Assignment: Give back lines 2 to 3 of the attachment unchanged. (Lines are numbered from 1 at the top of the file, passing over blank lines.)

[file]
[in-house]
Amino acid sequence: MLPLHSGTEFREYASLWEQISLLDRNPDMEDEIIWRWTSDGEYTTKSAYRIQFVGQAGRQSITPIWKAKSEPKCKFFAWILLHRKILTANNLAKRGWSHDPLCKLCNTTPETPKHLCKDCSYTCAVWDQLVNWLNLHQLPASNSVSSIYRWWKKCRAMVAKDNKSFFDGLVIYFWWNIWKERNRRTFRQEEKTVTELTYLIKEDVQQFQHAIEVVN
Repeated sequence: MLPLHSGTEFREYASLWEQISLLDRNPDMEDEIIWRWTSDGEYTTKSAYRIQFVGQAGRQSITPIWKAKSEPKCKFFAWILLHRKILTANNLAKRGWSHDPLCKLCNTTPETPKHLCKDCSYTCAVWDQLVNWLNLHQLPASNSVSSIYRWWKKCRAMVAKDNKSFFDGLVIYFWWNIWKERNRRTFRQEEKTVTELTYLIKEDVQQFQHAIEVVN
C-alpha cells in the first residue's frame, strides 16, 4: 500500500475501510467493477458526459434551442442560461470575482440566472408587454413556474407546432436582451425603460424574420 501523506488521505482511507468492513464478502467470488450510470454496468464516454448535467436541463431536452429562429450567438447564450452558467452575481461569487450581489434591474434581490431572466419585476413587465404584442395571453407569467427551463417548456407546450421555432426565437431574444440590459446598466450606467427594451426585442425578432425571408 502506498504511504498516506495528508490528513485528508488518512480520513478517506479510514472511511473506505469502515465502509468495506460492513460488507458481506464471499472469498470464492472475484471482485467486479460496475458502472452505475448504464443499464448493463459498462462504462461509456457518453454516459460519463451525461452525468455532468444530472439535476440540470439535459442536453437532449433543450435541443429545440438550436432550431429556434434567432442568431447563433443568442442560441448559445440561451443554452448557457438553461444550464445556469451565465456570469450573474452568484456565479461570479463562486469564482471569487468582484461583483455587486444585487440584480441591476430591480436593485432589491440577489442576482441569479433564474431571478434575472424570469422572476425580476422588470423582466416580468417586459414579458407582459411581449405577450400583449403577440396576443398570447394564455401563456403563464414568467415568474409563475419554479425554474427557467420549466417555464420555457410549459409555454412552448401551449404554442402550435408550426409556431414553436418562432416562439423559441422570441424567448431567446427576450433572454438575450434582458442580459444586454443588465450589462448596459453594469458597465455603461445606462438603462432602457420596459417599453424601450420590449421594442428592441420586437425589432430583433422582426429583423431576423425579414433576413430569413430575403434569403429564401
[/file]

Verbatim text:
Amino acid sequence: MLPLHSGTEFREYASLWEQISLLDRNPDMEDEIIWRWTSDGEYTTKSAYRIQFVGQAGRQSITPIWKAKSEPKCKFFAWILLHRKILTANNLAKRGWSHDPLCKLCNTTPETPKHLCKDCSYTCAVWDQLVNWLNLHQLPASNSVSSIYRWWKKCRAMVAKDNKSFFDGLVIYFWWNIWKERNRRTFRQEEKTVTELTYLIKEDVQQFQHAIEVVN
Repeated sequence: MLPLHSGTEFREYASLWEQISLLDRNPDMEDEIIWRWTSDGEYTTKSAYRIQFVGQAGRQSITPIWKAKSEPKCKFFAWILLHRKILTANNLAKRGWSHDPLCKLCNTTPETPKHLCKDCSYTCAVWDQLVNWLNLHQLPASNSVSSIYRWWKKCRAMVAKDNKSFFDGLVIYFWWNIWKERNRRTFRQEEKTVTELTYLIKEDVQQFQHAIEVVN